On September 26, 2002, Le Joola sailed between southern Senegal and Dakar and, at 11 pm, headed towards Gambia, where a strong storm began.

The wind raised high waves, but this wasn’t critical for the large passenger ship unless the number of people on board didn’t exceed the established norm. Le Joola was supposed to carry about 500 passengers but had many more people that day.

Too many passengers, poor repairs, and a strong storm caused severe problems for the ship. But the main factor in the shipwreck was that Le Joola was only built for sailing in coastal waters. But that day, it sailed far from the shore.

Big waves started rocking the boat, and at some point, it just turned upside down. The ship’s deck went underwater, and its lower part stuck above the surface like an iceberg. All the passengers sitting in cabins fell on the ceiling and lost their orientation in space.

There were no holes or damage in the ship’s hull, and water flooded the lower decks for a long time. The vessel stood in a twisted position for several hours. Then, the boat began to sink when the water seeped through the deck and hold.

The ocean was warm, but no one came to save the passengers. People had to wait almost four days to be rescued. Unfortunately, only a few managed to survive.

The Philippines is a very dangerous area for ships. This place consists of several thousand islands and a vast area with shallow water. Ships can run aground and damage the hull with reefs and pitfalls. On September 20, 1987, one of the most terrible disasters in navigation history occurred there.

A Philippine passenger ferry called Dona Paz left one of the islands and sailed toward Manila. The sun was shining, the ocean was calm, and the visibility was good. But for some reason, the crew members didn’t notice how the tanker Vector was approaching them.

The two ships collided at low speed. The collision wasn’t strong, but the problem was that the Vector had tons of oil on board. And the Dona Paz crashed into the cargo hold where that oil was stored.

So, it spilled all over the ocean, and then a spark slipped through. Not only did the two ships catch fire, but also filled with water. Both ships sank in a matter of seconds. Only a few dozen people survived that disaster.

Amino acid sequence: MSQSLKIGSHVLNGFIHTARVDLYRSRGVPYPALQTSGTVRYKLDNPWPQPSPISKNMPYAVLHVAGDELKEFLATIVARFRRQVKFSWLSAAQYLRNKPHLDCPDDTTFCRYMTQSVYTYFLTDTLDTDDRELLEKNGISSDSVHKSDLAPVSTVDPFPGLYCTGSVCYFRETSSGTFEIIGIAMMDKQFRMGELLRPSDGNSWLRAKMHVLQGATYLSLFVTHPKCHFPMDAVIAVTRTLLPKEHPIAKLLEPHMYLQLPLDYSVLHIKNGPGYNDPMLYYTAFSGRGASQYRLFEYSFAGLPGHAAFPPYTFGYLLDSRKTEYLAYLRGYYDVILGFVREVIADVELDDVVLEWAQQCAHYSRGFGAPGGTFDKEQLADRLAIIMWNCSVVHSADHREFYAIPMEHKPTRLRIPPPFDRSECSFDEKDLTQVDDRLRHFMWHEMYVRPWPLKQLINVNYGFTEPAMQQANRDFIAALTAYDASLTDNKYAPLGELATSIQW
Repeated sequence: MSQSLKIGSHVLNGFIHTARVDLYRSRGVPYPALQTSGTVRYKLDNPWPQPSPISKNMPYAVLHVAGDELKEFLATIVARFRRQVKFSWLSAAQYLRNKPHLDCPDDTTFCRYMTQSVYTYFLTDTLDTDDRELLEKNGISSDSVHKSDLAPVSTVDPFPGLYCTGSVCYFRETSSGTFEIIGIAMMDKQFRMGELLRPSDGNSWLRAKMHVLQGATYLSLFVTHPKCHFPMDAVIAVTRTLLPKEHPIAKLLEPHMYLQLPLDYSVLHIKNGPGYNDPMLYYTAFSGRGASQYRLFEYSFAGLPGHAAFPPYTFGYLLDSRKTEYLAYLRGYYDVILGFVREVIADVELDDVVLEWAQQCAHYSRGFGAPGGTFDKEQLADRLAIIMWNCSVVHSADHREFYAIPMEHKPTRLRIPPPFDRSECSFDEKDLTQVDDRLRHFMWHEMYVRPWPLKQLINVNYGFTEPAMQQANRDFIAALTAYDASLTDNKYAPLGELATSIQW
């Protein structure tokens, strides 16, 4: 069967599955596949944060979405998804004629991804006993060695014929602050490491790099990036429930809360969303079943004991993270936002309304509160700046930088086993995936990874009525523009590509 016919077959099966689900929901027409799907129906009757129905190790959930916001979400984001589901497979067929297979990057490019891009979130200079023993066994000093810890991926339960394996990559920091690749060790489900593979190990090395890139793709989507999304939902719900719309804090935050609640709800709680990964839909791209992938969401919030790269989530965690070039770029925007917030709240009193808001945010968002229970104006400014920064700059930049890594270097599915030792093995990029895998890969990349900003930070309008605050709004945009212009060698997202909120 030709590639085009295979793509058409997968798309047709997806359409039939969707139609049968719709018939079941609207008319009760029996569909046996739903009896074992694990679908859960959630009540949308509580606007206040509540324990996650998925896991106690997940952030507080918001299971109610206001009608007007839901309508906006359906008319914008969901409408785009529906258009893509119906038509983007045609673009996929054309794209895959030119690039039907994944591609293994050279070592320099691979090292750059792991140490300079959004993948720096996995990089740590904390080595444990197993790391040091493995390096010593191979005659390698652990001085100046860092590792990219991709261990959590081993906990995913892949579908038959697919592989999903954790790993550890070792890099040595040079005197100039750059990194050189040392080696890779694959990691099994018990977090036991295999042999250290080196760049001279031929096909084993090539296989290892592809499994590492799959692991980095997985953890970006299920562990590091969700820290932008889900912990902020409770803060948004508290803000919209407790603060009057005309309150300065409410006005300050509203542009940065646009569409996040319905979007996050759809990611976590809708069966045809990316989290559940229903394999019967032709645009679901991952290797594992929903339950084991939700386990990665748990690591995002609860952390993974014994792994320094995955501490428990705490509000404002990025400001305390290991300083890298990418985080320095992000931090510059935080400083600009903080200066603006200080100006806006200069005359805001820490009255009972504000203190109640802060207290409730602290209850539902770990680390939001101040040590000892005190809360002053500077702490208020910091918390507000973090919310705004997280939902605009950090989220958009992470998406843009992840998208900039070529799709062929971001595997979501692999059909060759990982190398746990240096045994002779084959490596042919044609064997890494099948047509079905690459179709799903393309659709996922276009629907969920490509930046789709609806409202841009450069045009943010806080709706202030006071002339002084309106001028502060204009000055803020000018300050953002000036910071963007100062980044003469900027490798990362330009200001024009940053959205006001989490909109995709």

On September 27, 1854, the passenger ship Arctic sailed from Liverpool to New York. The fog came rolling down, and visibility got really bad. Another boat appeared out of the thick white haze — the French steamer Vesta.

The ships were close enough to each other that a collision was inevitable. The French vessel was smaller, so it seemed to the Arctic’s captain that Vesta had received a lot of damage. And while he was staring at the other ship, his boat got quickly filled with water.

The captain gave the order to sail to the shore as fast as possible, but the ship’s engines stopped working because of the flood. Then the ship’s crew started to lower lifeboats with women and kids.

Still, when rescuers found lifeboats with people, it turned out that only 87 out of 400 people survived — 65 crew members and 22 passengers. Surprisingly, there were only grown men among them. The ship’s captain survived by clinging to the wreckage.

All newspapers wrote about this story as one of the most terrible and shameful tragedies in navigation history.

The survivors were criticized because they didn’t save women and kids, and the crew members were accused of violating the law since the safety of passengers should be higher than the safety of sailors. But despite this, none of them were brought to responsibility.

Unfortunately, shipwrecks still occur to this day, but fortunately, there are fewer of them than before, thanks to modern navigation systems and radar.

But no technology can guarantee there won’t be a super strong storm or any other emergency that no one can foresee.